• Poor Diet:  It is estimated that up to 30 percent of cancers, including lung cancer, may be linked to poor dietary habits. Certain chemicals found in food have also been shown to increase cancer risk and should be avoided. These include phosphates added to processed foods such as certain cheeses and sausage, and nitrates/nitrites found in cured, processed meats.

So How Can You Be Proactive?

Better Nutrition Can Reduce Lung Cancer Risk

Since almost a third of cancers are caused by poor diets, it only makes sense that healthy diets – and especially those rich in fruits and vegetables – may reduce the risk of lung cancer. There is some evidence that this type of diet may help protect smokers and nonsmokers alike, but any benefit for nonsmokers would be less than the increased risk from smoking. So, if you smoke, trying to quit is still your best bet.

For cancer prevention, it is important to get a daily adequate intake of vitamins, minerals and antioxidants, which may help reduce the damage from oxidative stress.

Here are some proactive steps you can take with your diet.

  • Watch your sugar intake. The University of Texas MD Anderson Cancer Center found evidence in a study, published last year, that consuming a high glycemic index diet, meaning foods that elevate blood sugar levels rapidly, may increase your risk of developing lung cancer in non-Hispanic whites.
  • Eat foods with magnesium. There is some evidence that this mineral may reduce the overall risk of cancer. Foods containing magnesium include spinach, pumpkin seeds, yogurt, kefir, almonds, black beans, avocado, figs, dark chocolate and bananas.
  • Eat foods with selenium. Selenium may be protective against cancer, and a deficiency in this important mineral is a risk factor for several types of cancer. Foods high in selenium include Brazil nuts, yellowfin tuna, halibut, sardines and chicken.
  • Eat foods with zinc. People with an increased dietary zinc intake may have a lower risk of lung cancer, a study suggested, noting the protective benefits of this mineral. Foods with zinc include lamb, pumpkin seeds, grass fed beef, mushrooms, chickpeas, spinach and chicken.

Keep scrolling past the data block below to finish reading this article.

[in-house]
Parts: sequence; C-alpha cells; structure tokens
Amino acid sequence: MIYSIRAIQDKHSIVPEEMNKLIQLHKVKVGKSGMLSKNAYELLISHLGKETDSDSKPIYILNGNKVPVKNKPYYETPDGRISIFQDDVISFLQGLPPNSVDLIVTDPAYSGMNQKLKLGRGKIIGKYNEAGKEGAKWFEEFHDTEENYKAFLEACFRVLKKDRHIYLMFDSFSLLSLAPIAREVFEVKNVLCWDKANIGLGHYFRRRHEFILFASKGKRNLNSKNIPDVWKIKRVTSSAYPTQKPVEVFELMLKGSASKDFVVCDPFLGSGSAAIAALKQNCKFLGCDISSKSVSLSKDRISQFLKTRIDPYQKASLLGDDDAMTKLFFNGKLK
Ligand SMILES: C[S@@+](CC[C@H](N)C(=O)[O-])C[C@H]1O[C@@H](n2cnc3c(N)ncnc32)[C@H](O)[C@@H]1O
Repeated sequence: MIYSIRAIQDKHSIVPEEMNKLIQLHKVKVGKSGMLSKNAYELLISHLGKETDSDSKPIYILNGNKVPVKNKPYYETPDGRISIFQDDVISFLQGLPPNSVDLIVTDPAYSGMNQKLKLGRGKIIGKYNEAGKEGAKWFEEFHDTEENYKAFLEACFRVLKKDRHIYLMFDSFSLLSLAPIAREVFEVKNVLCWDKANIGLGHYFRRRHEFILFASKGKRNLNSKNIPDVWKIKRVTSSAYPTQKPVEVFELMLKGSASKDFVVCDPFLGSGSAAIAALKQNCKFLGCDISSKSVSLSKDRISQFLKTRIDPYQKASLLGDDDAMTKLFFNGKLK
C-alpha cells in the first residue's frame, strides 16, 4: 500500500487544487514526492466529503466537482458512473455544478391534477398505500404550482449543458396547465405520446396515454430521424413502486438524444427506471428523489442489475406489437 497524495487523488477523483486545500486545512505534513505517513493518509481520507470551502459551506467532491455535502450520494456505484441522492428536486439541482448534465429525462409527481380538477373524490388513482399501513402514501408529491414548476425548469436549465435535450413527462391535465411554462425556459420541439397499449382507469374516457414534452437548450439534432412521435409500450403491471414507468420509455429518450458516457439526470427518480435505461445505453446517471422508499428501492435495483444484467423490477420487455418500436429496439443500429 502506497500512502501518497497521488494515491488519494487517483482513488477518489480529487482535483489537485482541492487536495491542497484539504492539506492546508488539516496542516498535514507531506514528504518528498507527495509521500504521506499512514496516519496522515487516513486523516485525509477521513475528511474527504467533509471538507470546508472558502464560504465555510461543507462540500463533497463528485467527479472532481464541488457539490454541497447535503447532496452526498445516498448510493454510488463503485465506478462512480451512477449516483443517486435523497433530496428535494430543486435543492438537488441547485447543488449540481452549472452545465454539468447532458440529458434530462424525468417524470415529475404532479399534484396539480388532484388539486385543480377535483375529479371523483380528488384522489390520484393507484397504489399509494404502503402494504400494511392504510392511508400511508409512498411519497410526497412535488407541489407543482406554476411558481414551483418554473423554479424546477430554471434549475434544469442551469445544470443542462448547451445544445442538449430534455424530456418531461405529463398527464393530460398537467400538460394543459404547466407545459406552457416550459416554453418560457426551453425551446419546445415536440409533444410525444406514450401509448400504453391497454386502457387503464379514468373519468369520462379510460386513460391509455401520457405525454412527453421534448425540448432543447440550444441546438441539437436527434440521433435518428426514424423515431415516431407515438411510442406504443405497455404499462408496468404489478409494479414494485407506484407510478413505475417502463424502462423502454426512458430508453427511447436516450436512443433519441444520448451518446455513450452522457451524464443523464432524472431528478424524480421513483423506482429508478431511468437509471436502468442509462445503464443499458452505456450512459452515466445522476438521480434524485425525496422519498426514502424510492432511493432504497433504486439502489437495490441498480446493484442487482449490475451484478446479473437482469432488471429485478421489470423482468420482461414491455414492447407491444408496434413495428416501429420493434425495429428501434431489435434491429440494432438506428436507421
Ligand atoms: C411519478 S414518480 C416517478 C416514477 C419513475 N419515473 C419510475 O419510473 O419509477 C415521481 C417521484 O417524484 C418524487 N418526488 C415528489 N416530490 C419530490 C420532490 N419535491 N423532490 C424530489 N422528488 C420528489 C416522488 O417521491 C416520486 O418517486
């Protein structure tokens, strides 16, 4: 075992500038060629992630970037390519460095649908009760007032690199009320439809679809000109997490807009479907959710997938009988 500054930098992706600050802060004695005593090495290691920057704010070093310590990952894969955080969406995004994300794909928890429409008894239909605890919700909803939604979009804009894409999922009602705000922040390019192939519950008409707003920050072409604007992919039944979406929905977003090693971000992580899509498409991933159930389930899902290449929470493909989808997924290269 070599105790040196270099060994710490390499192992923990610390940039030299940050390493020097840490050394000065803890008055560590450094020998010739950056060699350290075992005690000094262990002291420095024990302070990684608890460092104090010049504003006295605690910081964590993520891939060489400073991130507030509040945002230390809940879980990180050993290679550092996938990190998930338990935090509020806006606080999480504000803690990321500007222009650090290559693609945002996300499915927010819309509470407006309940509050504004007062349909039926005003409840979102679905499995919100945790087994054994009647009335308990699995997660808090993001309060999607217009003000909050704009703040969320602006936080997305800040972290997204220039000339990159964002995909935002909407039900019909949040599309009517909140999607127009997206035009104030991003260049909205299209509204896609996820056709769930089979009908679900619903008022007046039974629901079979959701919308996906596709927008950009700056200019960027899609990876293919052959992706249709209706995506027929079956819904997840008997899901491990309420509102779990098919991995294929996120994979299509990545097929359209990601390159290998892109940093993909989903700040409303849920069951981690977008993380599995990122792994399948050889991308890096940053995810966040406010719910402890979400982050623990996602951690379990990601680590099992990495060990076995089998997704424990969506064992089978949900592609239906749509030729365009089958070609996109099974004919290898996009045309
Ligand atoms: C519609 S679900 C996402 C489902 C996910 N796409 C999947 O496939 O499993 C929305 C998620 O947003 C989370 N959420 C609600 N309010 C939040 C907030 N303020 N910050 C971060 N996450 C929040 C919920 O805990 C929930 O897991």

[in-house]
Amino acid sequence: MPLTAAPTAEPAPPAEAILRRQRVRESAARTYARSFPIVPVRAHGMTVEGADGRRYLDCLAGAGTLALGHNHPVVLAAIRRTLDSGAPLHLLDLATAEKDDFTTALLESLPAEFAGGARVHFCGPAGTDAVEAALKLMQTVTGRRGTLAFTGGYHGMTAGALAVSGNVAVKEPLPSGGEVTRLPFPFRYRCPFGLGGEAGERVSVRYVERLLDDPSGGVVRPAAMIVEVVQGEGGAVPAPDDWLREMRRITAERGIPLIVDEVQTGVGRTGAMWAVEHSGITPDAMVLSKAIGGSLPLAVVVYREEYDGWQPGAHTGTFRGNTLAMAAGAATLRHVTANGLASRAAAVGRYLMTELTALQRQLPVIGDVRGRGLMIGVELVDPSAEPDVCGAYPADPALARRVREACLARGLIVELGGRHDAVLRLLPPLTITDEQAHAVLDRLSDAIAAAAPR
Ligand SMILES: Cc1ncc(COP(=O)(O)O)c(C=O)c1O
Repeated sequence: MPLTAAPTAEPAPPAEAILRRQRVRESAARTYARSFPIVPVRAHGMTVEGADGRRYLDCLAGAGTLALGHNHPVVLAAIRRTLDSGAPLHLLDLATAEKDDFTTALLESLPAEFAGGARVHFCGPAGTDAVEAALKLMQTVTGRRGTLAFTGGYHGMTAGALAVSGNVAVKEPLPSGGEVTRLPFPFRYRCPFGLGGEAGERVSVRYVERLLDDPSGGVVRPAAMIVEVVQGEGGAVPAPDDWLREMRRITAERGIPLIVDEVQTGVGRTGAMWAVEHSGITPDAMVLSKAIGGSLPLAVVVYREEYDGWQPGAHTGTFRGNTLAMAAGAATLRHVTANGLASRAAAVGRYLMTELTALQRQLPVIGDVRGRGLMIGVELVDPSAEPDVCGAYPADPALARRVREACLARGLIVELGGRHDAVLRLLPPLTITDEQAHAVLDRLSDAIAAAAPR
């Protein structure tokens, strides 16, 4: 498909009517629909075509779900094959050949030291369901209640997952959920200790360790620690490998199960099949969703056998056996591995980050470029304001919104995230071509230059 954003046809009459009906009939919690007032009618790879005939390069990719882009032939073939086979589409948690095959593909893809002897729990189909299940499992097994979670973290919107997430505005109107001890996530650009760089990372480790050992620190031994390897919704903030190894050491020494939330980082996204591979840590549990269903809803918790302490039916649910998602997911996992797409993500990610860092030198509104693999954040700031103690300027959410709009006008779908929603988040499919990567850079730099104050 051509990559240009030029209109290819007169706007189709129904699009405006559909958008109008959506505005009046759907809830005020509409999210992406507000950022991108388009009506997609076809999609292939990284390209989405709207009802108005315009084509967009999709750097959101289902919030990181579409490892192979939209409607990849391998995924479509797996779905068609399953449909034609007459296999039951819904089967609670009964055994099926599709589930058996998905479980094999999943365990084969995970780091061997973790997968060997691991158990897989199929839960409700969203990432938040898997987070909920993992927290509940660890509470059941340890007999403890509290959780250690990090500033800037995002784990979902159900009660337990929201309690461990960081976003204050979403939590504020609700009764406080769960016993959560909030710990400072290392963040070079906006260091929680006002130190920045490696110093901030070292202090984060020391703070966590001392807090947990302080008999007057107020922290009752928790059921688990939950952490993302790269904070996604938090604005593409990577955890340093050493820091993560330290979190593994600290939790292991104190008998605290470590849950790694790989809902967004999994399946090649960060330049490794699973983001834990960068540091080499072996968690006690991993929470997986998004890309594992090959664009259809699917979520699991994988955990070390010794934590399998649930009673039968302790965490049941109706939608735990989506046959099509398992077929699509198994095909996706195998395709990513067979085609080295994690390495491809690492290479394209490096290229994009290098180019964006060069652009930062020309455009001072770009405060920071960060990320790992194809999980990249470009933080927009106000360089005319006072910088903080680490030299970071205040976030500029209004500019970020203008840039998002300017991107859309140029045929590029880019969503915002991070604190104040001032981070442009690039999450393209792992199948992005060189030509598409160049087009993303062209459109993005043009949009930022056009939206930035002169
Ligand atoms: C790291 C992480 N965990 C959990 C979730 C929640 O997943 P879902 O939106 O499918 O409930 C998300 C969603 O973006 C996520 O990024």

• Eat foods with copper. People with increased dietary copper intake may have a lower risk of lung cancer, a study suggested, noting the protective benefits of this mineral. Copper rich foods include sunflower seeds, lentils, almonds, dark chocolate, beef liver and asparagus.
  • Eat foods with iron. Increased iron intake may also help protect against lung cancer. Iron-rich foods include red meat, pork, poultry, seafoods, beans, spinach (and other leafy greens), peas, cherimoyas and iron-fortified cereals.
  • Eat foods with sulfur. Most of your dietary sulfur comes from proteins such as fish, beef and poultry. You can also find sulfur in egg yolks, beans, coconut, bananas, pineapple, watermelon, broccoli, garlic, onions, asparagus, leeks, kale and sweet potatoes.
  • Get enough vitamin D. Researchers at the University of California, San Diego School of Medicine, found that higher levels of vitamin D are associated with a reduced risk of cancer. You can increase your vitamin D levels by spending time in the sun, eating vitamin D-fortified foods and/or taking supplements.

You may also want to talk with your doctor about whether or not aspirin therapy may help reduce your lung cancer risk since research studies show that it may also be helpful in cancer prevention.  

Finally, even though November is Lung Cancer Awareness Month, you should be proactive in preventing lung cancer every day. Remember, it’s an equal-opportunity disease.

Enjoy your healthy life!


The pH professional health care team includes recognized experts from a variety of health care and related disciplines, including physicians, attorneys, nutritionists, nurses and certified fitness instructors. This team also includes the members of the pH Medical Advisory Board, which constantly monitors all pH programs, products and services. To learn more about the pH Medical Advisory Board, click here.